"The dignity of man is inviolable." So it stands word for word in the Basic Law and also in the Universal Declaration of Human Rights the term stands immediately in the first article. Human dignity does not have to be earned or worked for. Everyone possesses it from birth – and yet it is far too often trampled on.
Human dignity is not a quality like cleverness, beauty or generosity. The concept of human dignity is based on the idea that every human being is valuable simply by existing. Nevertheless, the concept of human dignity is difficult to grasp and is used in very different contexts. In the debate about euthanasia, there is talk of dying with dignity; research on embryonic stem cells is, depending on one’s point of view, a violation of or a requirement for human dignity. A news agency reported that a court has ruled that a Berlin prison violates human dignity because several prisoners are housed in a cell without physically separate sanitary facilities. And then everyone probably knows the saying "This is beneath my dignity".
A concept with ancient roots
Dignity was already spoken of in antiquity. Here, however, in two different contexts, both of which can still be felt today. On the one hand, there was dignity as a marker of a social position. People had different amounts of these, and those at the top of society were called dignitaries. They are recognized by their clothes and symbols of power. Examples of this today are the mayor’s chain or the cardinal’s robe. On the other hand, dignity was already in antiquity that which was equally due to all human beings and distinguished them from animals. Reason and, in the Christian and Jewish tradition, the divine image of man were cited as the reasons for this.
The philosopher Immanuel Kant derived human dignity above all from the autonomy of the human being. Man has a choice – he can decide how to act, and the decision depends on his moral values, which have been developed by man himself over the millennia. In the middle of the 19. In the middle of the 19th century, the term became a political slogan of the labor movement, which demanded humane working and living conditions. Under the impression of the degrading events during the National Socialist rule in Germany, human dignity became the center of the German value system after 1945 and has also gained a central place in other national and international constitutions and declarations.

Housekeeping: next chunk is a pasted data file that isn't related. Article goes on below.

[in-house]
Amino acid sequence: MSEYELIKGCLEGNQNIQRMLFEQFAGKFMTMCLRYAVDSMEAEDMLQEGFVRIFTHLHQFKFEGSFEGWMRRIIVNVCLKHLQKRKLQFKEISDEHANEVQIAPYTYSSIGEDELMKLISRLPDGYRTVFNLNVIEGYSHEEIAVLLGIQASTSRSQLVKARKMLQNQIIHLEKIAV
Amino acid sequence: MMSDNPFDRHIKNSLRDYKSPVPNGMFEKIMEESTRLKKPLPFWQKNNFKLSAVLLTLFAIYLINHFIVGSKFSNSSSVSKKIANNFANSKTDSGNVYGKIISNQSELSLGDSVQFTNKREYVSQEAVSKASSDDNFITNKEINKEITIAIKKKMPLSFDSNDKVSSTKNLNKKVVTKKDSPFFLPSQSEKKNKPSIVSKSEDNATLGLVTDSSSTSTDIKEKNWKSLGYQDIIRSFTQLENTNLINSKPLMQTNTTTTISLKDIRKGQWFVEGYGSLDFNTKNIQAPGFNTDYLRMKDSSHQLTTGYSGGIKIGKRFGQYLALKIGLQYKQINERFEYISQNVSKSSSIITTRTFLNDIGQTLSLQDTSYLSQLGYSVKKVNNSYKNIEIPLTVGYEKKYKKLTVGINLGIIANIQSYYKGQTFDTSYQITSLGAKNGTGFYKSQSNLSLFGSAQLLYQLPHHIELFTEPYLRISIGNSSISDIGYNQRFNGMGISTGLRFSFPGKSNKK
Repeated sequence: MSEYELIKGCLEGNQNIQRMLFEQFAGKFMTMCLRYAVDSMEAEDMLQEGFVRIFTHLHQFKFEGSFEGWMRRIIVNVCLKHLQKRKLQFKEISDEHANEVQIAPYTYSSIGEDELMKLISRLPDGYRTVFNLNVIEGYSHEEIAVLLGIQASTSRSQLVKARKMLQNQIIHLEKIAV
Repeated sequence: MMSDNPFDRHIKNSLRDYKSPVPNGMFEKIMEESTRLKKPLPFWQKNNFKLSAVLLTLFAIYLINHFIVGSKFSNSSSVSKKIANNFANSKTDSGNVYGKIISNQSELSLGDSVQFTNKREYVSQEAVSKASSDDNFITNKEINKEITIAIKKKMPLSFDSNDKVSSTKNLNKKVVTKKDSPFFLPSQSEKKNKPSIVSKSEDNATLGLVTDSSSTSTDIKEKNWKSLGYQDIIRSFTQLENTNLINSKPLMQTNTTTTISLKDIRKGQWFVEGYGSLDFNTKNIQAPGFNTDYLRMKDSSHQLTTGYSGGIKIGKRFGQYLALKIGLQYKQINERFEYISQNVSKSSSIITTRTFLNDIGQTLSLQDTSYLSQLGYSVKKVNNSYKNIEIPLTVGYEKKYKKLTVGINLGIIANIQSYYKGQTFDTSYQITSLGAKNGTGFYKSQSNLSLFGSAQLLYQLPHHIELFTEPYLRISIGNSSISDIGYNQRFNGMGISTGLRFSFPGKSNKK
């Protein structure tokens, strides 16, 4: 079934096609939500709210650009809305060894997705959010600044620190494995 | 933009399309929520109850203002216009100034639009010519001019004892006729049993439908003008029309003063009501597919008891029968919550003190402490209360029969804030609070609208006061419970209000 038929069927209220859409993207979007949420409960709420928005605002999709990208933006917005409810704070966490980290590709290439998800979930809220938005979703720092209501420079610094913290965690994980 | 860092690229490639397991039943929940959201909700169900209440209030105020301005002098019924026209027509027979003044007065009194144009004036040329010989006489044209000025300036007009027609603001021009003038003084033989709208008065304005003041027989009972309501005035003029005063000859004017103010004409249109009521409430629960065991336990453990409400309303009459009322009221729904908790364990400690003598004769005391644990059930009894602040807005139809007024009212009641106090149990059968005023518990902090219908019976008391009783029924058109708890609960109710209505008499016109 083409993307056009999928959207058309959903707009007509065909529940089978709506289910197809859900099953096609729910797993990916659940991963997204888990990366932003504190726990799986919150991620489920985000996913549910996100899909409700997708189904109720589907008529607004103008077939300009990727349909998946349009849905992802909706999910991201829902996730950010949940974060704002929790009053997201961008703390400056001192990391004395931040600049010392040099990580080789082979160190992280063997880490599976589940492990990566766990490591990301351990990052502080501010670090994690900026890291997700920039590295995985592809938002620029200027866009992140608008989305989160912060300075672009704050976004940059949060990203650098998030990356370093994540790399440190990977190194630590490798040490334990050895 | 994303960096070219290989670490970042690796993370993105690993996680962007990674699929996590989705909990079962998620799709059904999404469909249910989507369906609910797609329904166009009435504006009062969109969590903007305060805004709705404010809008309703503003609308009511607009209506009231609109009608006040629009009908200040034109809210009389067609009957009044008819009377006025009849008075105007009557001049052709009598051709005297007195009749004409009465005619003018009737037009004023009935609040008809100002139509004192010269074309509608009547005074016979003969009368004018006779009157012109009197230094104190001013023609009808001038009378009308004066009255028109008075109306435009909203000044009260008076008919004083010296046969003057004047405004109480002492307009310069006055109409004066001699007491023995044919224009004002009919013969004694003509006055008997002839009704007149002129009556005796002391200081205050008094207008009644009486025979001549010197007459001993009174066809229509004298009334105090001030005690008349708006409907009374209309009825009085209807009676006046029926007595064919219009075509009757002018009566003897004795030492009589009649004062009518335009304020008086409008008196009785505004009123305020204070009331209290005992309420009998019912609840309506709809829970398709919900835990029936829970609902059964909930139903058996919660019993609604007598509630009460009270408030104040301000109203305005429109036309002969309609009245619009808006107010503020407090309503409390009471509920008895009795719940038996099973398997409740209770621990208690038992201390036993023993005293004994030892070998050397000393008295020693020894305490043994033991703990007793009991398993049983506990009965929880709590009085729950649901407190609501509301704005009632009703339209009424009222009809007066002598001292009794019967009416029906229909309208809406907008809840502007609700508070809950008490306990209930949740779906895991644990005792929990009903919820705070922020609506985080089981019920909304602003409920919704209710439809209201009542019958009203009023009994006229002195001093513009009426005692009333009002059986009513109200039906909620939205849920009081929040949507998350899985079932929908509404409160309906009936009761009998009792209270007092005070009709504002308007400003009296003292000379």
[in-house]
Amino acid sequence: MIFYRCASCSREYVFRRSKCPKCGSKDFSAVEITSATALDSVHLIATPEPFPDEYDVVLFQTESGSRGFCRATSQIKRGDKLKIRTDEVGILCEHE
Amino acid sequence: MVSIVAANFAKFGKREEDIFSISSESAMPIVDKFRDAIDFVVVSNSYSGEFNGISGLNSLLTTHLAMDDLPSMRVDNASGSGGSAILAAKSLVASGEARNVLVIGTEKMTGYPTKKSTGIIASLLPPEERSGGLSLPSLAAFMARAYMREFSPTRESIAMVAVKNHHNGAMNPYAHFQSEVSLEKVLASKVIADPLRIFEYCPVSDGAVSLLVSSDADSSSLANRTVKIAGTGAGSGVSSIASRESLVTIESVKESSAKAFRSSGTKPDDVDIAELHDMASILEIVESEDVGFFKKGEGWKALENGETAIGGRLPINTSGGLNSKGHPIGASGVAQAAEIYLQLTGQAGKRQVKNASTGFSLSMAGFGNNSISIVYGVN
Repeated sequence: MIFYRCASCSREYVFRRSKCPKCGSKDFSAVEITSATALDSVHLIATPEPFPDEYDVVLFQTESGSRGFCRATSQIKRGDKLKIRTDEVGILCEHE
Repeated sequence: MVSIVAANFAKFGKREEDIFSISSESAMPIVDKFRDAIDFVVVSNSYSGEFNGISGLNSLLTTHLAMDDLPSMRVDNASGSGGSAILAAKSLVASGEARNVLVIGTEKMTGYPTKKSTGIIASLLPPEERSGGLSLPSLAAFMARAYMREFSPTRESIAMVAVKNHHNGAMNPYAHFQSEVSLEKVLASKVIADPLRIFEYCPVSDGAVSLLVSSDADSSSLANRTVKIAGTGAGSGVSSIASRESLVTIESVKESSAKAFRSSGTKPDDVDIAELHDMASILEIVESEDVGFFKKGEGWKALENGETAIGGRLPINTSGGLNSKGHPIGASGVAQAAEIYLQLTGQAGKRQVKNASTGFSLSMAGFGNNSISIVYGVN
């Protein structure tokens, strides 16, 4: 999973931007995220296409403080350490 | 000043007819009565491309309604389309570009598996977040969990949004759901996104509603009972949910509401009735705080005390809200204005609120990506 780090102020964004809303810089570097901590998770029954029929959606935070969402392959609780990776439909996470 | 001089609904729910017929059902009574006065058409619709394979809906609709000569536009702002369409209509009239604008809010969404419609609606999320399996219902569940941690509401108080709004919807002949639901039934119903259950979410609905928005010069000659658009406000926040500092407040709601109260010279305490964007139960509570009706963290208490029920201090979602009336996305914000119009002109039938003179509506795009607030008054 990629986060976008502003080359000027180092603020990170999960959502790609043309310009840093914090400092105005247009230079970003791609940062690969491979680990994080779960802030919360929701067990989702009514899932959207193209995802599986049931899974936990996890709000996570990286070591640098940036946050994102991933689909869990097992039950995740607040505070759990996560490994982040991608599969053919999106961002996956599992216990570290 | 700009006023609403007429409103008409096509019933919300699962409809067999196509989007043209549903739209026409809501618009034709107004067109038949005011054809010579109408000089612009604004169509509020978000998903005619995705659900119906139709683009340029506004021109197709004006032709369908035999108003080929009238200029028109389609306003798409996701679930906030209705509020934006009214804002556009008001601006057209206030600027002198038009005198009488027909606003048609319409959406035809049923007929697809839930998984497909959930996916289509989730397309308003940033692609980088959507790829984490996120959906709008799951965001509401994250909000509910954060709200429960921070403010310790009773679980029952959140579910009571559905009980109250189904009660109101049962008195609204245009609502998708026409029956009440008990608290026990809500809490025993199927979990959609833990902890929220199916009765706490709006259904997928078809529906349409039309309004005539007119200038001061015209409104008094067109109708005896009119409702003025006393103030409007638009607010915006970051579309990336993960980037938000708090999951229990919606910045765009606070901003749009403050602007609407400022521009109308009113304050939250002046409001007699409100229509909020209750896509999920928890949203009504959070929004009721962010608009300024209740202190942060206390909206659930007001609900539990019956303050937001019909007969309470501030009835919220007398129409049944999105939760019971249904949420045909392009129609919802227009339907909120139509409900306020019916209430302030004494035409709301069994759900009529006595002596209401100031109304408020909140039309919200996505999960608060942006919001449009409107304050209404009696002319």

Human dignity and human rights
Human dignity is not just a philosophical concept, but implies an obligation. From it the other human rights can be derived. This applies to the prohibition of discrimination, the rights of freedom (such as freedom of expression) and the rights of protection (such as the prohibition of torture or the guarantee of a fair trial), as well as to social human rights. The latter set out the foundations for a life worthy of a human being. These include the right to leisure and education as well as the right to health care, housing, and work.
But is work that pays so poorly that a decent life is not possible without additional state support compatible with human dignity?? Does a state respect human dignity when the old and the sick are housed in homes where the staff is so short that there is hardly any time left for attention and occupation with the people?? How asylum seekers are accommodated and cared for in our country?
Terrorism and human dignity
The worldwide terror endangers the observance of human dignity and human rights. Democratic states always offer a target for terror because of the individual’s rights to freedom. In the course of the fight against terrorism, civil liberties have already been considerably curtailed. One example is the relaxation of data protection regulations, such as the storage of digital data for a certain period of time or the ability to spy on other people’s computers.
When terrorists are caught, it is often difficult to treat them with human dignity. For their part, they themselves act in a misanthropic manner and will put up with anything for the sake of their goals. Nevertheless, they are entitled to human dignity – it is inviolable.